They are assisted by Deborah Helen Viator, Lisa McCauley and Tina Pillone on vocals, guitars and second fiddle. Lots of groovy heart-tugging tunes including "Tit Monde," "Sur le Bord de L'eau," "Mama Roseanne," "La Robe Barree," "Tasso," and seventeen others. - Stacy Phillips


Joe Falcon
Cajun Music Pioneer
Arhoolie

Joe Falcon was a master button accordionist and singer who recorded the very first cajun record in 1928. He was still cooking in 1963 when he was recorded at a dance club in Scott, Louisiana. Lionel Leleux is the fiddler and other featured soloist and, having played with Falcon since the early 1940's, is right in the groove.

In 1963 cajun music was not yet chic, and had barely been "discovered" outside of Louisiana. It was a perfect set up for relaxed, real music- veteran performers whose roots go deep into the musical fountain of tradition, performing for locals at a dance with plenty of room to stretch out.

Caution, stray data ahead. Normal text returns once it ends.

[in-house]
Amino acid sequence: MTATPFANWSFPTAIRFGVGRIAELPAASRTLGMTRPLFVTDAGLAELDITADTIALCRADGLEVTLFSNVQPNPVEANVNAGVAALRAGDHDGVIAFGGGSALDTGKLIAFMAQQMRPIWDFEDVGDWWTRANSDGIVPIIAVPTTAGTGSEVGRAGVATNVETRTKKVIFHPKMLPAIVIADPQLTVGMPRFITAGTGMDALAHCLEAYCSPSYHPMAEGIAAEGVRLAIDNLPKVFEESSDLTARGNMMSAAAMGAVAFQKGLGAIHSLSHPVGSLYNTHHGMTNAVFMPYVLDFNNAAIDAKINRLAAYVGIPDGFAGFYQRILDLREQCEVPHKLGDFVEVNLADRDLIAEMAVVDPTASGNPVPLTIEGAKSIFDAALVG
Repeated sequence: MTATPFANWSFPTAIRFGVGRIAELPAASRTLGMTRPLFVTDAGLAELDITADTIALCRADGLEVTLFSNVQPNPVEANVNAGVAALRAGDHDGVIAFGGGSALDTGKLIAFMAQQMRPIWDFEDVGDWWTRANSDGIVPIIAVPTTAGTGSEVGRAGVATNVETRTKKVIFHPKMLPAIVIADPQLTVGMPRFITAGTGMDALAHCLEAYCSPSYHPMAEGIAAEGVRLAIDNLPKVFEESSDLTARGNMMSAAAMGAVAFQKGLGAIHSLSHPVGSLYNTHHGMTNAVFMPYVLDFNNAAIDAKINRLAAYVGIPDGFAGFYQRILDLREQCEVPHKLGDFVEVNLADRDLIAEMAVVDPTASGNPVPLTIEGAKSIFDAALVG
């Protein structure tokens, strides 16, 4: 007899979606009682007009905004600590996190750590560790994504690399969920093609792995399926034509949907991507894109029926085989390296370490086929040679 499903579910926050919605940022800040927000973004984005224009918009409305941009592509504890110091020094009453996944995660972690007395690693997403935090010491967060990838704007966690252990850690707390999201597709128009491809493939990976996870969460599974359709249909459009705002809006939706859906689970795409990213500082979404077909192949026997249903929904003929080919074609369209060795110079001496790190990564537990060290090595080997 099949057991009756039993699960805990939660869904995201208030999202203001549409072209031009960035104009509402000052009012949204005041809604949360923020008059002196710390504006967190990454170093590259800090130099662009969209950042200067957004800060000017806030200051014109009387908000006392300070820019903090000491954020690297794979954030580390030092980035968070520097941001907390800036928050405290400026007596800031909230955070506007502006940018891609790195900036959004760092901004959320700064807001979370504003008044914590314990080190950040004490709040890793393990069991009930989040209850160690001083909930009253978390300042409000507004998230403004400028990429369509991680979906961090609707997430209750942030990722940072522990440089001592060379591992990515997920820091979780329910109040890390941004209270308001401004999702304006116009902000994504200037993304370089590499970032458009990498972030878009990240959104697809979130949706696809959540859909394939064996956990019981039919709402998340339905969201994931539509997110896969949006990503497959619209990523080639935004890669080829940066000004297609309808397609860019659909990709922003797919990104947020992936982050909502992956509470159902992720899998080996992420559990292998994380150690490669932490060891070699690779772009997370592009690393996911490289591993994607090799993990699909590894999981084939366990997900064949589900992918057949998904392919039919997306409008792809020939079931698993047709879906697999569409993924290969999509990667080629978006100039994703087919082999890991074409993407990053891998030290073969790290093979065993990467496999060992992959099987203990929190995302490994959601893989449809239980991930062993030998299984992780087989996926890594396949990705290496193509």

I can't think of a better learning tool for those looking for a firm foundation in cajun fiddling. Leleux plays all the bluesy, slidey licks and employs a strong shuffle for rhythm accompaniment. He is tuned down a whole step to enable him to play key of A fingering with a key of G accordion. Falcon has the growling, burbling tone and syncopated style associated with best of cajun. Many of the cuts are standards like "LaCasine Special", "Allons A Lafayette" (great fiddle work on this) and "Colinda" among the fifteen tunes. The other band members are Allen Richard on guitar and Falcon's wife, Theresa on drums. When the latter starts whacking that cymbal, its time to two step. Prehistoric fiddle pickups, a tinny sound system and a band that has played together forever - a combination that will make lovers of old time cajun music drool.